BY SARA LYNNE THELEN
Published February 18, 2008
Dan Kovel, an LSA senior who lives on East University Avenue, was tired of getting trash violations from the city.
Kovel and his housemates, who routinely hosted tailgates outside their house before football games last season, decided it wasn't worth it to party outside the house before the Ohio State game. They worried that doing it would draw another fine.
Now, the housemates laugh, recalling the result of that experiment. They came home from the game to find their nearly-empty yard slapped with a $750 fine from the city.
"We almost did it just to prove we were gonna get one," Kovel said.
Kovel is just one of many students who feels the city unfairly targets student housing when giving trash violations.
Ann Arbor Mayor John Hieftje recently called specific streets on campus - East University Avenue, Vaughn Street and State Street - "problem" areas because of the number of complaints the city receives about trash on those blocks. But many student residents claim that, in some cases, their yards have drawn fines even when they were spotless.
"They're going out of their way to try to screw us over," said LSA senior Nathan Wicker, one of Kovel's housemates.
City records show that the number of citations issued has increased each year since 2004, when 62 citations were issued. In 2007, 266 citations were given.
During each of those years, the number of violations was highest during football season. The number of citations nearly doubled during the fall months between 2006 and 2007.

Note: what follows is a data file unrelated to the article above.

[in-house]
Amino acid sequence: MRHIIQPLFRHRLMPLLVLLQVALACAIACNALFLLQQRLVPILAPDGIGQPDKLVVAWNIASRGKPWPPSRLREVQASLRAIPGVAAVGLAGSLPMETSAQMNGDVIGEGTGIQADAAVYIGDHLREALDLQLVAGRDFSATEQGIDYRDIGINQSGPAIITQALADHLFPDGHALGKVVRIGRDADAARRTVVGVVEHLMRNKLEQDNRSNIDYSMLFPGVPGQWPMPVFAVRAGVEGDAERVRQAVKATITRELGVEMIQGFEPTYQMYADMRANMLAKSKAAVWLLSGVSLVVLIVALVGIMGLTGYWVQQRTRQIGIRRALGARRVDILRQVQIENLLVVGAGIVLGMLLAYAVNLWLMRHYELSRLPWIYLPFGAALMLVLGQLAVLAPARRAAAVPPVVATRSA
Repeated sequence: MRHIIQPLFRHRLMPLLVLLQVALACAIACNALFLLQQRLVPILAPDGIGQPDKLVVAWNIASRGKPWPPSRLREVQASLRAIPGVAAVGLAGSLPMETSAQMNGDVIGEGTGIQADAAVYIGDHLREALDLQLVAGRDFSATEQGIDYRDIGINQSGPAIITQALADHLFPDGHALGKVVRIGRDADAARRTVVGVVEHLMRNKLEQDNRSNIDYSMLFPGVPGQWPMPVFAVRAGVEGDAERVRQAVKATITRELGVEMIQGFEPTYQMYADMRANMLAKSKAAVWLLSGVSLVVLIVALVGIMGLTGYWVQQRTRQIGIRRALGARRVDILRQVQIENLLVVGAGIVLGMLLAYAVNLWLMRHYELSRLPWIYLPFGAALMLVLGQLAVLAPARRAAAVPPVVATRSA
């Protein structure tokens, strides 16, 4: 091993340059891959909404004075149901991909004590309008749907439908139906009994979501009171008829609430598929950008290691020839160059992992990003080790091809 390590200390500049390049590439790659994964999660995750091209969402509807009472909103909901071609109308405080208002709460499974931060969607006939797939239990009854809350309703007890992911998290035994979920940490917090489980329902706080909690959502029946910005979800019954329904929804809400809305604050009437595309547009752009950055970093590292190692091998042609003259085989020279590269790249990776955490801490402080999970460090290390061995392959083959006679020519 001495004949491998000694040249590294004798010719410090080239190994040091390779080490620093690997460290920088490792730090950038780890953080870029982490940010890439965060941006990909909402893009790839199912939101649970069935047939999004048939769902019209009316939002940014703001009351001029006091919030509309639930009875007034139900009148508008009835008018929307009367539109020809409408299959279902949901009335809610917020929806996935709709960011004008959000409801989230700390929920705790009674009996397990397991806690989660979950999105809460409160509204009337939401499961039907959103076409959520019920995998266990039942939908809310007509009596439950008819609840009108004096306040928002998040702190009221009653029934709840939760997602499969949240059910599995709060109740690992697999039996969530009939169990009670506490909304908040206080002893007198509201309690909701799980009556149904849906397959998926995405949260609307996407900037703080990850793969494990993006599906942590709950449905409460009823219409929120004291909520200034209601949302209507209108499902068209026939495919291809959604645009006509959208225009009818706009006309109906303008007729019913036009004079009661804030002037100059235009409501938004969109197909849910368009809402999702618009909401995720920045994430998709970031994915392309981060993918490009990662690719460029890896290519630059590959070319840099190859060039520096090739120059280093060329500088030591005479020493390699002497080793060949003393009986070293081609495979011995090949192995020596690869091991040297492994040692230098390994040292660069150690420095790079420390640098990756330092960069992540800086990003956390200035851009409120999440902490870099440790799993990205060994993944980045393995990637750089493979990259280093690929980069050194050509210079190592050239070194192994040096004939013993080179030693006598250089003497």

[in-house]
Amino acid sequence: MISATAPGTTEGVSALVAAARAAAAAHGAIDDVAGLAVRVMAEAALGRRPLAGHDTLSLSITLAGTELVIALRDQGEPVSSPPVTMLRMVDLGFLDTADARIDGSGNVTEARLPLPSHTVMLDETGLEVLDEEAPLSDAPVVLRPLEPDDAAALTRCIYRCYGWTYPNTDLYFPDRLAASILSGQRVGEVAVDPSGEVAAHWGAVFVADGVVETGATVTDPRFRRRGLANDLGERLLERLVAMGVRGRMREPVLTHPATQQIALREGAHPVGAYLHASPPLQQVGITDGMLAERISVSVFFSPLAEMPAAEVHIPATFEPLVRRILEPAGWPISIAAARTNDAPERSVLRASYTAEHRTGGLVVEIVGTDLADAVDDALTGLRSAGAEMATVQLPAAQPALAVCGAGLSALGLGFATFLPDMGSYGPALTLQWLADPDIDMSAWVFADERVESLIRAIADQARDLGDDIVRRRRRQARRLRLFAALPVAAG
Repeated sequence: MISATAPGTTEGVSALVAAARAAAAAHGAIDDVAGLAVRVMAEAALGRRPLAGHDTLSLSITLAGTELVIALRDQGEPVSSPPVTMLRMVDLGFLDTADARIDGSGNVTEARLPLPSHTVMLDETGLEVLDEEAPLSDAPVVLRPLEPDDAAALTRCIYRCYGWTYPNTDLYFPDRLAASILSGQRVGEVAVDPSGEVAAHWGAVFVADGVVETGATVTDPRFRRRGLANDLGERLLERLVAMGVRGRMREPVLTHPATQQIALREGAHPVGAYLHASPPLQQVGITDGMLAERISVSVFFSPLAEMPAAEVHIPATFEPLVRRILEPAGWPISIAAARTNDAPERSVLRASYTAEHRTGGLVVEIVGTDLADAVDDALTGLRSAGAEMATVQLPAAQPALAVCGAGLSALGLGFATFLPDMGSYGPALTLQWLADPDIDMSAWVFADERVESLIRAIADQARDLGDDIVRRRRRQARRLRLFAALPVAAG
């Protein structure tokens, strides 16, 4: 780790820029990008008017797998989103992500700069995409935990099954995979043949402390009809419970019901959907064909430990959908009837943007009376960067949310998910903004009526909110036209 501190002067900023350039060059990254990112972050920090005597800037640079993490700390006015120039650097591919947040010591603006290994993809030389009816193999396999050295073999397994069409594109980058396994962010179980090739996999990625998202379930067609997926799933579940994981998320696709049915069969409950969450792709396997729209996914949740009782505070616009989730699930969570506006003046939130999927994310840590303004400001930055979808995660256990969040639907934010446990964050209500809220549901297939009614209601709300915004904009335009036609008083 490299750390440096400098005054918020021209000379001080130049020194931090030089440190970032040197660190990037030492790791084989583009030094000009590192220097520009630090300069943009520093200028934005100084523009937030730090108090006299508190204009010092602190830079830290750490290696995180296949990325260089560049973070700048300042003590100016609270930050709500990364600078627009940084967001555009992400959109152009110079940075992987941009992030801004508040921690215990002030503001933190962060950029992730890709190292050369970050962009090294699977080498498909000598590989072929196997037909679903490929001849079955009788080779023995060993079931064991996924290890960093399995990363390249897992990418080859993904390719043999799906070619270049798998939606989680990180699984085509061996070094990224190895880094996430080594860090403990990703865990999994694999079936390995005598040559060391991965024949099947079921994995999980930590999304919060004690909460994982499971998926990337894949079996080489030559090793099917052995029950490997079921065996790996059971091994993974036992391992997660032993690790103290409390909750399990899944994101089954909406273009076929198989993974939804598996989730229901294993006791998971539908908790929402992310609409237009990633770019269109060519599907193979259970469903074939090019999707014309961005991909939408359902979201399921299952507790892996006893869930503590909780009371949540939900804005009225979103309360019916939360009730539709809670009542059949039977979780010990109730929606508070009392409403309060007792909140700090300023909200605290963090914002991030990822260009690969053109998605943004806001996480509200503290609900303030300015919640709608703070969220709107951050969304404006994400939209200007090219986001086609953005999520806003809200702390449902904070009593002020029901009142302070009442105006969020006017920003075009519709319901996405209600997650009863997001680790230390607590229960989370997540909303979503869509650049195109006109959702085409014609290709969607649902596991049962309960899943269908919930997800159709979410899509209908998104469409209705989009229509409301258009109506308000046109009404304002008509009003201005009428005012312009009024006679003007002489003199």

The city cracked down on trash in 2002, adopting a more stringent set of codes and violations called the Clean Communities program.
Hieftje said he developed the stricter codes when he got tired of taking walks on Sunday mornings to see yards where "you couldn't even see the ground." He said he intended to improve the living environment for students.
"My motivation was to help the residents of these neighborhoods not have to live with these kind of conditions," he said.
The penalties for yard trash are $100 or more for the first ticket, between $250 and $500 for the second and up to $1,000 for each additional violation within the same two-year period. The exact amount of each ticket is left to the discretion of the officer issuing the ticket.
To avoid a citation, all trash needs to be stored for collection in bins provided by the city. Additional bins cost $75.
If the property is a rental, landlords have the choice of taking ticket prices directly from a tenant's security deposit or collecting the fees before the lease ends. If the fees are not paid, the property owners will be taxed by the city. This has angered some city landlords.
Copi Properties manager Sam Copi, who rents out about 20 houses around the city, including some on East University Avenue, said the trash code is "bad public policy."
"It seems to target areas that are known to be tailgating, when there are no complaints from neighbors," he said. "I'm not saying it's never justified. But you can park 10 cars in your lawn on a football Saturday with no interference from the city, and if you have 20 red cups, the city will come by and cite you. It seems to counter the football spirit."